Floyd V. Hammer's divorce from the plastic lumber company he founded 11 years ago has moved into its final stages, with a recent legal settlement. Hammer and Hammer's Plastic Recycling Corp. signed an agreement Feb. 24, ending all legal disputes, Hammer said. A year ago, management officials reduced his role, and he left in July. Now, under the settlement, he will begin selling off his shares.
``Everything's over. I'm divorced from the company,'' Hammer said.
A spokeswoman from the Iowa Falls, Iowa, firm said Hammer no longer is associated with the business. She declined to comment further.
In the 1980s, as interest grew in plastics recycling, Hammer became a plastic lumber celebrity, of sorts. His firm was featured in a Fortune recycling story. He made news with a 1989 contract to turn waste plastics into Chicago park benches. As a speaker at recycling seminars, he helped the firm double sales between 1987, when production began, and 1989.
Hammer also gained a reputation for revealing big plans that never panned out. In 1990 he said within three years the lumber maker planned to start at least 16 recycling plants across the country.
The opposite has happened. It closed its Mulberry, Fla., plant in 1992; its Chicago plant in 1993; and a Los Angeles facility that was to make highway sound barriers from recycled plastic, in April. The firm now runs two plants, one in Iowa Falls and a leased plant in Denton, Md.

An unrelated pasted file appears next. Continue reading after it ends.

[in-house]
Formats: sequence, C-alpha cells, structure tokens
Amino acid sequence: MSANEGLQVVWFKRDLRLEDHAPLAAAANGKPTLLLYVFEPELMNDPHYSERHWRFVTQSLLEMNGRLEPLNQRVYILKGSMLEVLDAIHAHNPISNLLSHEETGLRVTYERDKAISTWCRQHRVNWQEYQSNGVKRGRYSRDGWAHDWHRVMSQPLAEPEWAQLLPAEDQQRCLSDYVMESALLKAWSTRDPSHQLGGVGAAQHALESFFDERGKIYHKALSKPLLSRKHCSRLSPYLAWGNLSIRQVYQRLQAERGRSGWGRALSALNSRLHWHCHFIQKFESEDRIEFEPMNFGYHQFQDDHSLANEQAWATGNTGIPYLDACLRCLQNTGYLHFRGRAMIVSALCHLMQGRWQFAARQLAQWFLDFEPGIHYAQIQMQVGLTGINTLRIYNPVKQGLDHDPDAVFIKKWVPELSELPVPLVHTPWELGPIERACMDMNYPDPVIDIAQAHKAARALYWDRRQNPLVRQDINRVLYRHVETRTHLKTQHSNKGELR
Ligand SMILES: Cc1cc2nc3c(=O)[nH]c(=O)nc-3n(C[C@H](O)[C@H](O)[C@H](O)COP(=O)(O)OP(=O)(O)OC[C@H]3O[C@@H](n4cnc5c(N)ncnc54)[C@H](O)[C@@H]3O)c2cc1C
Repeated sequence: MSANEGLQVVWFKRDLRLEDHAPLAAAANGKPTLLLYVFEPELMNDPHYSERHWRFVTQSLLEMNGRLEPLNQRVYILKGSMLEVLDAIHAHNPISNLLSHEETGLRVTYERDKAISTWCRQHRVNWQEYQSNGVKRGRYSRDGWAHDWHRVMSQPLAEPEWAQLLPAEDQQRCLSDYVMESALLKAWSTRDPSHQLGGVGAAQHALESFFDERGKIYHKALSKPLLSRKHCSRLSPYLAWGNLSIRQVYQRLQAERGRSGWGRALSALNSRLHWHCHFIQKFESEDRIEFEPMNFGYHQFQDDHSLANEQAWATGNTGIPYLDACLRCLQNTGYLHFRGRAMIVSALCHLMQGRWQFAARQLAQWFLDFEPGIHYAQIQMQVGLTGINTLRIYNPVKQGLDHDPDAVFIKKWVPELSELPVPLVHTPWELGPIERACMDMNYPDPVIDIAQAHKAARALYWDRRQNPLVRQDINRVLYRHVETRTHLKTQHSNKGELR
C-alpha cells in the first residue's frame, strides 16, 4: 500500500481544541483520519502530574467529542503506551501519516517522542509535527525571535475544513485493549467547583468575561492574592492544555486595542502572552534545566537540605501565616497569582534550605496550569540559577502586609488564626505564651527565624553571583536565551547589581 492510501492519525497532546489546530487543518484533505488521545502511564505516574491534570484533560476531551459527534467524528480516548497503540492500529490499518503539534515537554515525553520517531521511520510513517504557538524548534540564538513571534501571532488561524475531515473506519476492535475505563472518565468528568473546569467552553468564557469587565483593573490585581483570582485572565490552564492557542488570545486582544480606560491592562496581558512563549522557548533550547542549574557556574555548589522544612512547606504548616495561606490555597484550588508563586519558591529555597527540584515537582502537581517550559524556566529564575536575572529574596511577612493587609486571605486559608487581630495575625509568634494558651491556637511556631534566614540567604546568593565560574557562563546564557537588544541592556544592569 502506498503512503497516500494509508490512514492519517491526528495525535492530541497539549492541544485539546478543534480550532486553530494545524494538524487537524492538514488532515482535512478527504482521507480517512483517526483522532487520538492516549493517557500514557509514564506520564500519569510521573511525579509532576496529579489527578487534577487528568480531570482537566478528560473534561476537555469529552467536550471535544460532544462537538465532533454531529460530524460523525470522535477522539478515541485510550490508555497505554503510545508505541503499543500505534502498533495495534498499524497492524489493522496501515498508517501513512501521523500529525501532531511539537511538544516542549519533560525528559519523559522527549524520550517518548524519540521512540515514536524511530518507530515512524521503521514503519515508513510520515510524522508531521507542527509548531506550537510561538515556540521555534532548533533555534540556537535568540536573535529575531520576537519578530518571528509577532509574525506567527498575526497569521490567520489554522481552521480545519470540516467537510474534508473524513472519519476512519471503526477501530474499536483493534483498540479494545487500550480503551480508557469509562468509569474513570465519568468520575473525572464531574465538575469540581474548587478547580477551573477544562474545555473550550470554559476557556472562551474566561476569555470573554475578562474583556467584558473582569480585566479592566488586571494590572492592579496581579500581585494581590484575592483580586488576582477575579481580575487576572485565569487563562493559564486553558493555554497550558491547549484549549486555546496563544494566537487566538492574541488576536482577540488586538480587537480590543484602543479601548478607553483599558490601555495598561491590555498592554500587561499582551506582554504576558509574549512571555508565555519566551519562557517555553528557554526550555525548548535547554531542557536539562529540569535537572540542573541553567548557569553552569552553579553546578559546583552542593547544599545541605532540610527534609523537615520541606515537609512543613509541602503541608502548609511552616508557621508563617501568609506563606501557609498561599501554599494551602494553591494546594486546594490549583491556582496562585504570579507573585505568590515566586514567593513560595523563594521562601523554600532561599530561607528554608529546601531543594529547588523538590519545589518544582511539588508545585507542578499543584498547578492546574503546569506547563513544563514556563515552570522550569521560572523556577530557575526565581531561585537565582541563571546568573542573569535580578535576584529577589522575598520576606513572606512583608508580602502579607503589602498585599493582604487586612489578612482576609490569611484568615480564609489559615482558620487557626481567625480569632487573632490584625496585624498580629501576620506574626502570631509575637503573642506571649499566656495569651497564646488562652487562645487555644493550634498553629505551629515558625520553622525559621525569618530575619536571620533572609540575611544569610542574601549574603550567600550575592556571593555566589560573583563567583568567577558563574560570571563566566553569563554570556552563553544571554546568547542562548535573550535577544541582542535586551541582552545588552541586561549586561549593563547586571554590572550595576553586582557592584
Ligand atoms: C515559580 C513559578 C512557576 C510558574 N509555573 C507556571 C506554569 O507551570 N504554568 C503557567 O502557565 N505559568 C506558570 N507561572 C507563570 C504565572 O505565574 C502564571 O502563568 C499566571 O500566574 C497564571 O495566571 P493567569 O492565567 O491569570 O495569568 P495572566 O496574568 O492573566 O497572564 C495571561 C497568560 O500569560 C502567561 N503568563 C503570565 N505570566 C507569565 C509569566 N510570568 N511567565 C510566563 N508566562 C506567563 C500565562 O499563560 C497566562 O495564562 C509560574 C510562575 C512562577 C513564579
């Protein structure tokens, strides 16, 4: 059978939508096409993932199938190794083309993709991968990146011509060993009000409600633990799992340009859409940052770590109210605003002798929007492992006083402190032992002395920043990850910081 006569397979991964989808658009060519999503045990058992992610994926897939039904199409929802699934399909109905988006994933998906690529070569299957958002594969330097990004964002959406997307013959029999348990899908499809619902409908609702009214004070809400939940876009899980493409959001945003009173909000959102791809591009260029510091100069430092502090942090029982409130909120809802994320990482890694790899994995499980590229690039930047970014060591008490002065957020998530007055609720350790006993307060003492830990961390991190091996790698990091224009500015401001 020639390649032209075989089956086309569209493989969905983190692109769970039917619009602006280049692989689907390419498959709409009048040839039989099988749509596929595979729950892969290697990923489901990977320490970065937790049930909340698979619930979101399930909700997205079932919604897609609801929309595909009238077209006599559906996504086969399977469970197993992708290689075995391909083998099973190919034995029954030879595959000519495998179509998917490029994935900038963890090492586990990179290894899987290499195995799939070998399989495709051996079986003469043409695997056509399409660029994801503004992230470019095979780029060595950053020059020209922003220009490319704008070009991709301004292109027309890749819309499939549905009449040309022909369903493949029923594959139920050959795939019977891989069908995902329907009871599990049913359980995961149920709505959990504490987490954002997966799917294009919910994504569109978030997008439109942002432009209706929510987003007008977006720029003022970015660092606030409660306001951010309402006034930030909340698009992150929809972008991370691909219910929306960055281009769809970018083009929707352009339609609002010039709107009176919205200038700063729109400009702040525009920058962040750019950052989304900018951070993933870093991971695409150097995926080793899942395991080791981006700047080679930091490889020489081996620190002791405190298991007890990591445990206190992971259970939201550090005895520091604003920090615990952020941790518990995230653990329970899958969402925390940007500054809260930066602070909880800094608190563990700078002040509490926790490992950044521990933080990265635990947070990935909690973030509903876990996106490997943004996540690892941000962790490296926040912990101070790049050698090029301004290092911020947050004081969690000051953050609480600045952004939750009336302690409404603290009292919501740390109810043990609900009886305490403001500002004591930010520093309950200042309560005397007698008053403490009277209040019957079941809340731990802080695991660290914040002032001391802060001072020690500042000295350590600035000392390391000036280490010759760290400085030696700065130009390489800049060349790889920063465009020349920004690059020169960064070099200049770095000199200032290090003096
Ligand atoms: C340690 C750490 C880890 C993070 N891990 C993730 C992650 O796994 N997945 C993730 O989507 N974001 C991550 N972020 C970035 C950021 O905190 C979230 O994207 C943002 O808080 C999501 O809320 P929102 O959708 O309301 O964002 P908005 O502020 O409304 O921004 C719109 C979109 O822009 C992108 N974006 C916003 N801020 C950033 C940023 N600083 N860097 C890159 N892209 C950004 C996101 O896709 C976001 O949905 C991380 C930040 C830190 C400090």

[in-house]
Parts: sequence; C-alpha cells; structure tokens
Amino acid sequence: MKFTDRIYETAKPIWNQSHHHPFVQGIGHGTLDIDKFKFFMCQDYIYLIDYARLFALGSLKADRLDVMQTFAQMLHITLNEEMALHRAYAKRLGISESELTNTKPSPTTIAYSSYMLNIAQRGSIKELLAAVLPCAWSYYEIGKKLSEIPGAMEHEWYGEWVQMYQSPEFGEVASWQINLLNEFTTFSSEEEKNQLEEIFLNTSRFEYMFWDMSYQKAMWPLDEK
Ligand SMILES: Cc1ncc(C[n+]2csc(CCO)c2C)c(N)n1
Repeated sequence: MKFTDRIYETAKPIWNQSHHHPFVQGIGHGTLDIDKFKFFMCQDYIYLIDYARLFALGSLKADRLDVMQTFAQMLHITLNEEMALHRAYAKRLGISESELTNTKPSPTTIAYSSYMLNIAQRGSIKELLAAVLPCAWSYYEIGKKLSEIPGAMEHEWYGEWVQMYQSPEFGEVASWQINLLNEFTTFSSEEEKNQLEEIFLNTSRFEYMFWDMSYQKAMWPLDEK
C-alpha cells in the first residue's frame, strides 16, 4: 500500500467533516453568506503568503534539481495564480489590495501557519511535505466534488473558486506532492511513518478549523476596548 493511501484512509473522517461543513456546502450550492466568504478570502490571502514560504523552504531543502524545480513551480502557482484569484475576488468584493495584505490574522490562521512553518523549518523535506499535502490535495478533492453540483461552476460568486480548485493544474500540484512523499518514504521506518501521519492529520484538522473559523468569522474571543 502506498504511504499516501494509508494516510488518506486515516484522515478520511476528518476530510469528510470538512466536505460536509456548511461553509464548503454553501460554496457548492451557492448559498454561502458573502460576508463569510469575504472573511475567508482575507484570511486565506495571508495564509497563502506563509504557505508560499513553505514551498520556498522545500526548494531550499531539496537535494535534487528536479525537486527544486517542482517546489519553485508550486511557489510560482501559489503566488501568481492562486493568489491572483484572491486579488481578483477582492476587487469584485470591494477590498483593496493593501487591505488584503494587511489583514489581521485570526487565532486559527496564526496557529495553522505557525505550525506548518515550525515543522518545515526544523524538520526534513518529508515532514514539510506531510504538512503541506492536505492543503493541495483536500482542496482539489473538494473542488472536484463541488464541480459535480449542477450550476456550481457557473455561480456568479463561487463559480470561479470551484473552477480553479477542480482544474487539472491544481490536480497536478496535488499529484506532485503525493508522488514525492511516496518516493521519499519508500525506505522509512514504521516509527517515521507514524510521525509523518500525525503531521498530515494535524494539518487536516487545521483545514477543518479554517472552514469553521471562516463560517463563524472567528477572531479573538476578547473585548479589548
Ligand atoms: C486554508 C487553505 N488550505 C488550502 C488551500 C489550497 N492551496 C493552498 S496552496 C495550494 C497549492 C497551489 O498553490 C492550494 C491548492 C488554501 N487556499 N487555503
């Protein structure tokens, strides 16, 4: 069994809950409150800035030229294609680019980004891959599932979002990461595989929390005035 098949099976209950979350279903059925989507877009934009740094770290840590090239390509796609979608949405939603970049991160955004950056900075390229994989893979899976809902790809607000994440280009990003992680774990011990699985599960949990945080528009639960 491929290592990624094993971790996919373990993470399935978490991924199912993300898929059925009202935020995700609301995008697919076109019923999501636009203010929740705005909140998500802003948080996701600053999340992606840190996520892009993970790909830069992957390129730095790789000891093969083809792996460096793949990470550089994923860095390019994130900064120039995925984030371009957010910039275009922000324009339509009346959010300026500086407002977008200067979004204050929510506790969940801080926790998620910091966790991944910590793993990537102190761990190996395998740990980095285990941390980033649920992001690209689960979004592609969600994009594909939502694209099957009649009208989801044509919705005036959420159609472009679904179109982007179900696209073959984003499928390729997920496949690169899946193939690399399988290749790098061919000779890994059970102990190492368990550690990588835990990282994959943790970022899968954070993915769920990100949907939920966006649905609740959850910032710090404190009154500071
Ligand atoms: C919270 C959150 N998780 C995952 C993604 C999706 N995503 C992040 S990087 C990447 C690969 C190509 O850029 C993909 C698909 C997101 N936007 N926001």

Hammer's Plastic Recycling, which went public in 1993, continues to lose money. The firm lost $586,386 in 1992, $478,221 in 1993 and $1.35 million in 1994. Sales have held steady through the period, at about $2.5 million each year. The firm's fiscal year ends Sept. 30.
The legal dispute began last year. According to a 10-K filing, the firm filed suit against Hammer on Nov. 21 in Iowa District Court for Hardin County. The suit charged that Hammer in 1991 and 1992 wrongfully transferred two profitable product lines to another business, breaching his duty as president of the company. Hammer said he did nothing improper.
``The suit was without basis,'' he said.
Another defendant, Kathryn Hamilton, identified as an associate of Hammer, could not be reached for comment.
Separately, Hammer filed his own suit. Demands included money owed under his employment contract and repayments on loans he made to the company. Hammer said he has dismissed the suit.
The company issued a statement announcing its Feb. 24 settlement with Hammer, but would not reveal terms. Hammer said the parties agreed to a financial settlement. Also under the agreement, Hammer, the largest single shareholder, with some 400,000 shares, will sell a set number of shares each month, and the firm has guaranteed a minimum price, he said. When those shares are sold, that will end Hammer's involvement in the company - but not plastic lumber. Hammer said he plans to stay in the industry.